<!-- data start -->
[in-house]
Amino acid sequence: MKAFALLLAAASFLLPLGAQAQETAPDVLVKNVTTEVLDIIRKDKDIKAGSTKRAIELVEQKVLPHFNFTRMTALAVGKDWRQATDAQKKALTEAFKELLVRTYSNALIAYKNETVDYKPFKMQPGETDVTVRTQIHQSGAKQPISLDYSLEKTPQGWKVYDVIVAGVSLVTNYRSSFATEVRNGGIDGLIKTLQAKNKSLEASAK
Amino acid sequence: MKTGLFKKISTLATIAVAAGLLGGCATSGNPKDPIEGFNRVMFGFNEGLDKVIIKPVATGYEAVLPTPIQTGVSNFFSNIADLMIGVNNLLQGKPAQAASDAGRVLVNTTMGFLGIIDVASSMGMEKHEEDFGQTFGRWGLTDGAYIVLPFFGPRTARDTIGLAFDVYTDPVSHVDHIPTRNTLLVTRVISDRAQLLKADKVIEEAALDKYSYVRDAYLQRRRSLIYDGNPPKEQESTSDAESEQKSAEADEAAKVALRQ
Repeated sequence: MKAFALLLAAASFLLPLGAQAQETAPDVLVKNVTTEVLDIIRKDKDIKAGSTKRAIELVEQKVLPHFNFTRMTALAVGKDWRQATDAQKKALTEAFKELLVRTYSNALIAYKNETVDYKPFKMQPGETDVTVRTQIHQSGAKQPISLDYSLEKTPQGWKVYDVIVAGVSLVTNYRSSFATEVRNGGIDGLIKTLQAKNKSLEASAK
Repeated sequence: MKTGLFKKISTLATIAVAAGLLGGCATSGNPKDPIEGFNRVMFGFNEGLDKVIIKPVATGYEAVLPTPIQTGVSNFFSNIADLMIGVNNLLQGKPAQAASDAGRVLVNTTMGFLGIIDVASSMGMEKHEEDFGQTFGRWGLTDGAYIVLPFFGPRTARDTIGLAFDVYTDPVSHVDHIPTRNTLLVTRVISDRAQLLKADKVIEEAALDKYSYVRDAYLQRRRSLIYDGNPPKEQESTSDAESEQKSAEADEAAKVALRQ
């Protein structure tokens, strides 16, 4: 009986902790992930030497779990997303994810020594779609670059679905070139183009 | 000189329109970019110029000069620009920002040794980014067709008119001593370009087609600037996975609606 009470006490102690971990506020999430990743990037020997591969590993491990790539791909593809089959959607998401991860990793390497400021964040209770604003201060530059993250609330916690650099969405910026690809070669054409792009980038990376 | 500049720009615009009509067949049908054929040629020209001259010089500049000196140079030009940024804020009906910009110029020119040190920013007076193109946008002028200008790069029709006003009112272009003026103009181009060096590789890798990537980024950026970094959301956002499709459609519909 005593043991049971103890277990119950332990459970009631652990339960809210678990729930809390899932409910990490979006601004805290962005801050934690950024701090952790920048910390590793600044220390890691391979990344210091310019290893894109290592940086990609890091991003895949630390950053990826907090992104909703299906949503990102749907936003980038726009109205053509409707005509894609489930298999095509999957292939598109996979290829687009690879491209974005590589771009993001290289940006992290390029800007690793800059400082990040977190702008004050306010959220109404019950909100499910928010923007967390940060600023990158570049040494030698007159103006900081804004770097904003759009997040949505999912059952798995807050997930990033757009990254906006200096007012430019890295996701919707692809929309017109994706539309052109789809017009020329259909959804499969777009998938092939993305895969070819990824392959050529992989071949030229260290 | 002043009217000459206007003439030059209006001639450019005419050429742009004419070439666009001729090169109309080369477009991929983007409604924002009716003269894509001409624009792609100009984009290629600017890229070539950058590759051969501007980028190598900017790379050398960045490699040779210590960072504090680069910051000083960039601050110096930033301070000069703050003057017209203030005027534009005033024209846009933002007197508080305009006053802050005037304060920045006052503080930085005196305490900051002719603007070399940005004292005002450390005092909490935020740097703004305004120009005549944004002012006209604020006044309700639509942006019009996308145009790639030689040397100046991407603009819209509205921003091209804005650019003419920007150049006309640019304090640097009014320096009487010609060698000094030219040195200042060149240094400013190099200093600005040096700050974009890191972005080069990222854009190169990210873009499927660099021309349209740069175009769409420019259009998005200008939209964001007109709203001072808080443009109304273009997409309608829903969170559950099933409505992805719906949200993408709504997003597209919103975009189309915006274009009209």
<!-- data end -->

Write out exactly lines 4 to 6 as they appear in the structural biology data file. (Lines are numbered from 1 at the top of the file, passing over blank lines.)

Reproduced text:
Repeated sequence: MKAFALLLAAASFLLPLGAQAQETAPDVLVKNVTTEVLDIIRKDKDIKAGSTKRAIELVEQKVLPHFNFTRMTALAVGKDWRQATDAQKKALTEAFKELLVRTYSNALIAYKNETVDYKPFKMQPGETDVTVRTQIHQSGAKQPISLDYSLEKTPQGWKVYDVIVAGVSLVTNYRSSFATEVRNGGIDGLIKTLQAKNKSLEASAK
Repeated sequence: MKTGLFKKISTLATIAVAAGLLGGCATSGNPKDPIEGFNRVMFGFNEGLDKVIIKPVATGYEAVLPTPIQTGVSNFFSNIADLMIGVNNLLQGKPAQAASDAGRVLVNTTMGFLGIIDVASSMGMEKHEEDFGQTFGRWGLTDGAYIVLPFFGPRTARDTIGLAFDVYTDPVSHVDHIPTRNTLLVTRVISDRAQLLKADKVIEEAALDKYSYVRDAYLQRRRSLIYDGNPPKEQESTSDAESEQKSAEADEAAKVALRQ
């Protein structure tokens, strides 16, 4: 009986902790992930030497779990997303994810020594779609670059679905070139183009 | 000189329109970019110029000069620009920002040794980014067709008119001593370009087609600037996975609606 009470006490102690971990506020999430990743990037020997591969590993491990790539791909593809089959959607998401991860990793390497400021964040209770604003201060530059993250609330916690650099969405910026690809070669054409792009980038990376 | 500049720009615009009509067949049908054929040629020209001259010089500049000196140079030009940024804020009906910009110029020119040190920013007076193109946008002028200008790069029709006003009112272009003026103009181009060096590789890798990537980024950026970094959301956002499709459609519909 005593043991049971103890277990119950332990459970009631652990339960809210678990729930809390899932409910990490979006601004805290962005801050934690950024701090952790920048910390590793600044220390890691391979990344210091310019290893894109290592940086990609890091991003895949630390950053990826907090992104909703299906949503990102749907936003980038726009109205053509409707005509894609489930298999095509999957292939598109996979290829687009690879491209974005590589771009993001290289940006992290390029800007690793800059400082990040977190702008004050306010959220109404019950909100499910928010923007967390940060600023990158570049040494030698007159103006900081804004770097904003759009997040949505999912059952798995807050997930990033757009990254906006200096007012430019890295996701919707692809929309017109994706539309052109789809017009020329259909959804499969777009998938092939993305895969070819990824392959050529992989071949030229260290 | 002043009217000459206007003439030059209006001639450019005419050429742009004419070439666009001729090169109309080369477009991929983007409604924002009716003269894509001409624009792609100009984009290629600017890229070539950058590759051969501007980028190598900017790379050398960045490699040779210590960072504090680069910051000083960039601050110096930033301070000069703050003057017209203030005027534009005033024209846009933002007197508080305009006053802050005037304060920045006052503080930085005196305490900051002719603007070399940005004292005002450390005092909490935020740097703004305004120009005549944004002012006209604020006044309700639509942006019009996308145009790639030689040397100046991407603009819209509205921003091209804005650019003419920007150049006309640019304090640097009014320096009487010609060698000094030219040195200042060149240094400013190099200093600005040096700050974009890191972005080069990222854009190169990210873009499927660099021309349209740069175009769409420019259009998005200008939209964001007109709203001072808080443009109304273009997409309608829903969170559950099933409505992805719906949200993408709504997003597209919103975009189309915006274009009209």